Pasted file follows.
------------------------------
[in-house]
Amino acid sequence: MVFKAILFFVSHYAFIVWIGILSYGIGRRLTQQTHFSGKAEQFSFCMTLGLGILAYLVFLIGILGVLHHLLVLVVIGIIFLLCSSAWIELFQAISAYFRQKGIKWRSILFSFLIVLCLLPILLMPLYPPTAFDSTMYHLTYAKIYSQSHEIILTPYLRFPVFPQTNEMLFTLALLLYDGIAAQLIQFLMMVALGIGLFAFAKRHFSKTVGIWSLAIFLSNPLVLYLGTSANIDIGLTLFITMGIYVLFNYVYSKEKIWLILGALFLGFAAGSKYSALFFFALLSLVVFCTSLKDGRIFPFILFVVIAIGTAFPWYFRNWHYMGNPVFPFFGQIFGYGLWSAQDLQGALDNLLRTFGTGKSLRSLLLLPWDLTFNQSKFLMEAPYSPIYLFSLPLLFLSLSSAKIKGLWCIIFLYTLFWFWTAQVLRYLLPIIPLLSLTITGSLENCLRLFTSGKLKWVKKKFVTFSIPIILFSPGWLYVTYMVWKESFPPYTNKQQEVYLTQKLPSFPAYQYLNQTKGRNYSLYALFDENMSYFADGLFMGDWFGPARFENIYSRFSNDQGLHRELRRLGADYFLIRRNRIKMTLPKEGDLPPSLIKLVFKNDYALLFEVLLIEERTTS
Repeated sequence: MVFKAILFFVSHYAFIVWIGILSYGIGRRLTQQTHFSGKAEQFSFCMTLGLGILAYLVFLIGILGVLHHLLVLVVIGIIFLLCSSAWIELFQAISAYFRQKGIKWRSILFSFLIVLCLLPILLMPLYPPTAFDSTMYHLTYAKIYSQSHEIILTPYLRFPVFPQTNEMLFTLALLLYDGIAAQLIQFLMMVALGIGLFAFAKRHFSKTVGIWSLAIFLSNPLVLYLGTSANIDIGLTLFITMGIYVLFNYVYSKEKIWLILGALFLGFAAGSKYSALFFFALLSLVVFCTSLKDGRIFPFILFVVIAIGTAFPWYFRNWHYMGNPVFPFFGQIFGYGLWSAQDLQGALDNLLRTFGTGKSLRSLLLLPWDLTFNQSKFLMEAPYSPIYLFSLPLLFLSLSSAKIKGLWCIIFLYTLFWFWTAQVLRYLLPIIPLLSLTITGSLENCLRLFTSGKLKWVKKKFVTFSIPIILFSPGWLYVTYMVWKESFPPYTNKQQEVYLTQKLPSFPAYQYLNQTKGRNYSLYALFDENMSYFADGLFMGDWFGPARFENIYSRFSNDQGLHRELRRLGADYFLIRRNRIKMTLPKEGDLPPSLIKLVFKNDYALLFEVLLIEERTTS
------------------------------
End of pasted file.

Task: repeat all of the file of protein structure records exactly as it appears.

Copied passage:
[in-house]
Amino acid sequence: MVFKAILFFVSHYAFIVWIGILSYGIGRRLTQQTHFSGKAEQFSFCMTLGLGILAYLVFLIGILGVLHHLLVLVVIGIIFLLCSSAWIELFQAISAYFRQKGIKWRSILFSFLIVLCLLPILLMPLYPPTAFDSTMYHLTYAKIYSQSHEIILTPYLRFPVFPQTNEMLFTLALLLYDGIAAQLIQFLMMVALGIGLFAFAKRHFSKTVGIWSLAIFLSNPLVLYLGTSANIDIGLTLFITMGIYVLFNYVYSKEKIWLILGALFLGFAAGSKYSALFFFALLSLVVFCTSLKDGRIFPFILFVVIAIGTAFPWYFRNWHYMGNPVFPFFGQIFGYGLWSAQDLQGALDNLLRTFGTGKSLRSLLLLPWDLTFNQSKFLMEAPYSPIYLFSLPLLFLSLSSAKIKGLWCIIFLYTLFWFWTAQVLRYLLPIIPLLSLTITGSLENCLRLFTSGKLKWVKKKFVTFSIPIILFSPGWLYVTYMVWKESFPPYTNKQQEVYLTQKLPSFPAYQYLNQTKGRNYSLYALFDENMSYFADGLFMGDWFGPARFENIYSRFSNDQGLHRELRRLGADYFLIRRNRIKMTLPKEGDLPPSLIKLVFKNDYALLFEVLLIEERTTS
Repeated sequence: MVFKAILFFVSHYAFIVWIGILSYGIGRRLTQQTHFSGKAEQFSFCMTLGLGILAYLVFLIGILGVLHHLLVLVVIGIIFLLCSSAWIELFQAISAYFRQKGIKWRSILFSFLIVLCLLPILLMPLYPPTAFDSTMYHLTYAKIYSQSHEIILTPYLRFPVFPQTNEMLFTLALLLYDGIAAQLIQFLMMVALGIGLFAFAKRHFSKTVGIWSLAIFLSNPLVLYLGTSANIDIGLTLFITMGIYVLFNYVYSKEKIWLILGALFLGFAAGSKYSALFFFALLSLVVFCTSLKDGRIFPFILFVVIAIGTAFPWYFRNWHYMGNPVFPFFGQIFGYGLWSAQDLQGALDNLLRTFGTGKSLRSLLLLPWDLTFNQSKFLMEAPYSPIYLFSLPLLFLSLSSAKIKGLWCIIFLYTLFWFWTAQVLRYLLPIIPLLSLTITGSLENCLRLFTSGKLKWVKKKFVTFSIPIILFSPGWLYVTYMVWKESFPPYTNKQQEVYLTQKLPSFPAYQYLNQTKGRNYSLYALFDENMSYFADGLFMGDWFGPARFENIYSRFSNDQGLHRELRRLGADYFLIRRNRIKMTLPKEGDLPPSLIKLVFKNDYALLFEVLLIEERTTS